Wrath in the path of Hurricane Maria

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The Turks and Caicos Islands, a British overseas territory of more than 52,000 people,  felt Hurricane Maria’s wrath Friday as the storm hurtled through the Caribbean while still causing trouble on the battered US territory of Puerto Rico after its landfall two days earlier.

Maria is still producing winds of 125 mph (more than 200 kilometers per hour).

Hurricane Maria raked across Puerto Rico, an island of more than 3 million people, as the most powerful storm to strike the island in more than 80 years, ripping roofs off buildings, filling homes with water and knocking out power to the entire population. Gov. Ricardo Rosselló said it could be months before the electricity returns.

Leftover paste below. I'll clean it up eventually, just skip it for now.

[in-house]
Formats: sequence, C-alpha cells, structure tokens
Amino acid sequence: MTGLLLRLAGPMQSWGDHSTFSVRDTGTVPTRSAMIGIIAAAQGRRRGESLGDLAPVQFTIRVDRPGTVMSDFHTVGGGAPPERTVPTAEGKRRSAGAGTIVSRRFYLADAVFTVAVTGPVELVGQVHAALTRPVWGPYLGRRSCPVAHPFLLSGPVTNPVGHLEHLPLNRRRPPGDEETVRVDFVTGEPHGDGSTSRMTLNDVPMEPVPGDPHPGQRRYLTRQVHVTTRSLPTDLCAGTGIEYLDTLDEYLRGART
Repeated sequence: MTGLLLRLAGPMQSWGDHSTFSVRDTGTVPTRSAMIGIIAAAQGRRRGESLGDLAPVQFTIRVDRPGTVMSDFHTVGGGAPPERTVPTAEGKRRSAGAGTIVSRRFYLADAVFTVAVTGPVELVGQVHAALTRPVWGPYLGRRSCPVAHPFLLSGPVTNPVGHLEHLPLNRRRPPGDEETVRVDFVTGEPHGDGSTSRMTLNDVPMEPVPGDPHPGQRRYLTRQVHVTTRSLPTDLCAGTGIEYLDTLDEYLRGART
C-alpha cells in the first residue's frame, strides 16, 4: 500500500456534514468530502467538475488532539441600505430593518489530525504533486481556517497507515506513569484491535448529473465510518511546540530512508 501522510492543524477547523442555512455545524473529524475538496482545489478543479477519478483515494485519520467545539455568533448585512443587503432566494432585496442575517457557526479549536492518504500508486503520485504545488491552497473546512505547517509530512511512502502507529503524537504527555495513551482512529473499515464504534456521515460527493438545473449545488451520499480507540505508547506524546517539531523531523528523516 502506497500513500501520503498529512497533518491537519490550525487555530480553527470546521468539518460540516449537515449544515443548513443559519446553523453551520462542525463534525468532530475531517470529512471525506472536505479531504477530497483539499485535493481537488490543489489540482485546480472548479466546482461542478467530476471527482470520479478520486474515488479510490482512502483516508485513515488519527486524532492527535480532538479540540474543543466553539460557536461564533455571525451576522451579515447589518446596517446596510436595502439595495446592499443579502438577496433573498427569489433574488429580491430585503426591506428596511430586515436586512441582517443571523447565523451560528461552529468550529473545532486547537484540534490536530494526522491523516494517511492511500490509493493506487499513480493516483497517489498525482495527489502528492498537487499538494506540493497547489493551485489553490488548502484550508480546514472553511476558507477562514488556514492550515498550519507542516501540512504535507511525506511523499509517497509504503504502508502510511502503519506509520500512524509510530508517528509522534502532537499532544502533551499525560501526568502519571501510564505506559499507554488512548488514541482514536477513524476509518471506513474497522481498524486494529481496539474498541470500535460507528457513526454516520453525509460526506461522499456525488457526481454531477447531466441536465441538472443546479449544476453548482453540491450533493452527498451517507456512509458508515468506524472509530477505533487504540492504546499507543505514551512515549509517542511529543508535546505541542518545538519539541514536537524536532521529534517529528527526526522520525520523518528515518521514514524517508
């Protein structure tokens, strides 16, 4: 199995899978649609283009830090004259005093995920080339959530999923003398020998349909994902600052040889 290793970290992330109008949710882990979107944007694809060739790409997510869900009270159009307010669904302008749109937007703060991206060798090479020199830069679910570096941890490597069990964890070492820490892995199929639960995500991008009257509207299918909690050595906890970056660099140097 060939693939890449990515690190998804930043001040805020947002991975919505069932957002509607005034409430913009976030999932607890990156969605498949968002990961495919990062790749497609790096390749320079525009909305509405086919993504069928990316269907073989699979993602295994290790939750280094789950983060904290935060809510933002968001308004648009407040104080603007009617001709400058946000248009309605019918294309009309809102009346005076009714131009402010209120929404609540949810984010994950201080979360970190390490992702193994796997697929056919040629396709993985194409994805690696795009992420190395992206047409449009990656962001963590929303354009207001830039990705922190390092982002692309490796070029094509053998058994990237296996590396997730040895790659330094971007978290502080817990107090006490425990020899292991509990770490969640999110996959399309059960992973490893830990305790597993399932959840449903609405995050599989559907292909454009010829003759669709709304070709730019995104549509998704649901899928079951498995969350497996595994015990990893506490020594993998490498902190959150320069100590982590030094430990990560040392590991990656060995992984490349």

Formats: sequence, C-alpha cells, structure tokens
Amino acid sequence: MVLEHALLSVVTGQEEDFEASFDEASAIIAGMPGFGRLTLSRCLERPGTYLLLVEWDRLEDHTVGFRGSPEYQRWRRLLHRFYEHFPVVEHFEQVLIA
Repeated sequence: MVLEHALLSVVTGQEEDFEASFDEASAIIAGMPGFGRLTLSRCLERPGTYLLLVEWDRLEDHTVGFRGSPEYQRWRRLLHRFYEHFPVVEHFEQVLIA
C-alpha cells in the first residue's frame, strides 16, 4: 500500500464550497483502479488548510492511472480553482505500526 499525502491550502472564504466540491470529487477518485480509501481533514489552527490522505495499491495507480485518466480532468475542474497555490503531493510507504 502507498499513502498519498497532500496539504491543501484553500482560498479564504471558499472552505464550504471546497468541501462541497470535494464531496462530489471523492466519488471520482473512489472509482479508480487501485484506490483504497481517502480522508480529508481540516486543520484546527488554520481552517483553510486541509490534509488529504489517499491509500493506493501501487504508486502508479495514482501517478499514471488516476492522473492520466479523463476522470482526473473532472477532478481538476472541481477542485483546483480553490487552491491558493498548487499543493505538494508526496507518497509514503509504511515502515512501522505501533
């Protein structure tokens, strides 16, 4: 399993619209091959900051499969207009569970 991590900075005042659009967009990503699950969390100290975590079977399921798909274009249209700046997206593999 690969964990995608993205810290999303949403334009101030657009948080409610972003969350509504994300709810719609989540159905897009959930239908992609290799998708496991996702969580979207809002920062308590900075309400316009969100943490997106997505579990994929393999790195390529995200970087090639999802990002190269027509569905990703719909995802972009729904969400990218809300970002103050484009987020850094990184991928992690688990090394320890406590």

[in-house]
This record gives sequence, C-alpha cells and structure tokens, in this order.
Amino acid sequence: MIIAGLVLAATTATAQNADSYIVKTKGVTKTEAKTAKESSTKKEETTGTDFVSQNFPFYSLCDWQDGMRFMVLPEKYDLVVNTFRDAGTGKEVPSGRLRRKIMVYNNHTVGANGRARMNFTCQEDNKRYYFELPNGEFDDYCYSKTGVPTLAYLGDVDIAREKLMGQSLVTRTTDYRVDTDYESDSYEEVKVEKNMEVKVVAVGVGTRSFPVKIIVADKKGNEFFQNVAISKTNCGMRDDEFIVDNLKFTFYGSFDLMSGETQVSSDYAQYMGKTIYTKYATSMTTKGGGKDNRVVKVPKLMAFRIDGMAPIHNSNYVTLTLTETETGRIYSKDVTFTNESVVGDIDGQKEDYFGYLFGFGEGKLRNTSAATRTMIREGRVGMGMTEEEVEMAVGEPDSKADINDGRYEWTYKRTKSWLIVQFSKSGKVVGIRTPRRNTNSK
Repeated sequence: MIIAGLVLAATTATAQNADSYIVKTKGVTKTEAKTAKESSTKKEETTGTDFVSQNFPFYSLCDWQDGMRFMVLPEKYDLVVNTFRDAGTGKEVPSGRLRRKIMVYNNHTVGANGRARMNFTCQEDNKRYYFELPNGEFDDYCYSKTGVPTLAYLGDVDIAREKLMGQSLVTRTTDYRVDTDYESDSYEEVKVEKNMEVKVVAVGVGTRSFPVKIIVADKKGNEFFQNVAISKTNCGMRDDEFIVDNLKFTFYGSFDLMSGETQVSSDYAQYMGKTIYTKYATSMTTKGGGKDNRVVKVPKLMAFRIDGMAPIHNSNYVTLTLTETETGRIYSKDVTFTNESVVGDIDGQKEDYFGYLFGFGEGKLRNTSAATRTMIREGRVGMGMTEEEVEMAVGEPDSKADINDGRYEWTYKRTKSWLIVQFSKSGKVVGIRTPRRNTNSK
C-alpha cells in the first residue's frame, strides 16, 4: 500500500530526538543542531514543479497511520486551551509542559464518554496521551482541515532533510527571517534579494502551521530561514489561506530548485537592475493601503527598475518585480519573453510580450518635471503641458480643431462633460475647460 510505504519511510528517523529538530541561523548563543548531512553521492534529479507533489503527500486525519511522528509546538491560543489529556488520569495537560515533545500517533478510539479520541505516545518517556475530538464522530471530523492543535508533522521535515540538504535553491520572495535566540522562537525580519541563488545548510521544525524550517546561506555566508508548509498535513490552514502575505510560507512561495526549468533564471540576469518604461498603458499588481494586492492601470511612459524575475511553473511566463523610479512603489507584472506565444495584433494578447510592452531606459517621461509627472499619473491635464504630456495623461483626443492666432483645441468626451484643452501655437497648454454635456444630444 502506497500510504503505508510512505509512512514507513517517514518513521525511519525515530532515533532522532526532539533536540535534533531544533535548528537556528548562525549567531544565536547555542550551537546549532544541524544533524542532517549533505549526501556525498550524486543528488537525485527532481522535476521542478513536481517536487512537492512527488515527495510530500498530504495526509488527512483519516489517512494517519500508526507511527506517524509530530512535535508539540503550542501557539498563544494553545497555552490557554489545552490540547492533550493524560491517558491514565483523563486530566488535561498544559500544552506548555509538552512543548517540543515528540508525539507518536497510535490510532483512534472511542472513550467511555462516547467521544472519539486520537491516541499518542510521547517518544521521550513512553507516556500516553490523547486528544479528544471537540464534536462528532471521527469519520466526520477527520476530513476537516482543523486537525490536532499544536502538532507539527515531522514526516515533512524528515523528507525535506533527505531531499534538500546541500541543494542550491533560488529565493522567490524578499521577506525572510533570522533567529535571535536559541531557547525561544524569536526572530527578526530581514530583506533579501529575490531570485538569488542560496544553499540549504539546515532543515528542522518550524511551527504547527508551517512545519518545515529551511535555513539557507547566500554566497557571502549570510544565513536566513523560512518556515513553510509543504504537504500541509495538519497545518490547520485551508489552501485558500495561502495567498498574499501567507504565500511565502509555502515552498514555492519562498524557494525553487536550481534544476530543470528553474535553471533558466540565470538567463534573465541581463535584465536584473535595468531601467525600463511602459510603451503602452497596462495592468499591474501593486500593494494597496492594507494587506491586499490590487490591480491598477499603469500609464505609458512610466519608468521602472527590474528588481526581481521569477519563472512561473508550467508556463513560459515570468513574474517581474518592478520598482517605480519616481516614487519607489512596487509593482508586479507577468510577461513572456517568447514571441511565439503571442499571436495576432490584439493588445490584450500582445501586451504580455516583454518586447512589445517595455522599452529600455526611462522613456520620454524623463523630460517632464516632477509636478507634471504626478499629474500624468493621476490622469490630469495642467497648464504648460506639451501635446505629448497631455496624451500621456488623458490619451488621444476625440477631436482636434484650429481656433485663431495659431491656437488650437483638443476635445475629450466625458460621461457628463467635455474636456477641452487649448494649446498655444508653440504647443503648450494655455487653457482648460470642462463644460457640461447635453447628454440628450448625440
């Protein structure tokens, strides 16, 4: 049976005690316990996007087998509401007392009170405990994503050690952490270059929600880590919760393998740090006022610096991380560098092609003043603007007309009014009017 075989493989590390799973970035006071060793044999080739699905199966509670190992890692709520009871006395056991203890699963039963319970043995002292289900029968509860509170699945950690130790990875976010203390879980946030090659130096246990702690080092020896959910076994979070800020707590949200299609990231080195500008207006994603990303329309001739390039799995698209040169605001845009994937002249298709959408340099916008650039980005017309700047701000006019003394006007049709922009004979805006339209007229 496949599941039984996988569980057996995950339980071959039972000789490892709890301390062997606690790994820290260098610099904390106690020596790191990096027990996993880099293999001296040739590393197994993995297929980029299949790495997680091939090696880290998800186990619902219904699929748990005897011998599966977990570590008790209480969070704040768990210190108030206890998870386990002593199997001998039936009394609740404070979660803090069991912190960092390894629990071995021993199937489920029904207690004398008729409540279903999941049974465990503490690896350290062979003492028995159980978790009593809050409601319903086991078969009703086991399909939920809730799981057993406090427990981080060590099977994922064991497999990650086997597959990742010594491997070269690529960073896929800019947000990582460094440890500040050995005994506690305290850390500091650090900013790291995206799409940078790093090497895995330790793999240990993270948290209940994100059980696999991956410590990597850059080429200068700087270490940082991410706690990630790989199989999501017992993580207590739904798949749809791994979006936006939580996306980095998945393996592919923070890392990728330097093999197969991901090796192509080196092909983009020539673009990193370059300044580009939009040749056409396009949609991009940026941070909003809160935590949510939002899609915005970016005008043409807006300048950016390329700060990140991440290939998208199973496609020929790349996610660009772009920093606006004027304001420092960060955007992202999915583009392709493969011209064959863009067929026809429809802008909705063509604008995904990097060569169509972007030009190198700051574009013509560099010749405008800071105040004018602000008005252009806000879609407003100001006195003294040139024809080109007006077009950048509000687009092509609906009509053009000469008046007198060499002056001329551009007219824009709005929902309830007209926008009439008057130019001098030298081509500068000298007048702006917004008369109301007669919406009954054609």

A dangerous storm surge and large waves are expected to raise water levels by as much as 9 to 12 feet above normal tide in the Turks and Caicos and southeastern Bahamas. In Turks and Caicos, 8 to 20 inches of rainfall is predicted, and in Puerto Rico, an additional 3 to 6 inches is likely, with isolated maximum storm totals at 40 inches.

Heavy rains are also expected in parts of the Dominican Republic, Haiti and the Bahamas.

The giant storm’s death toll is beginning to mount. In Puerto Rico, Maria left at least 13 dead, based on preliminary assessments, the island’s governor told CNN’s “New Day.” At least 15 people are confirmed dead on Dominica, and dozens more remain missing.


This entry was posted in , by Grant Montgomery.

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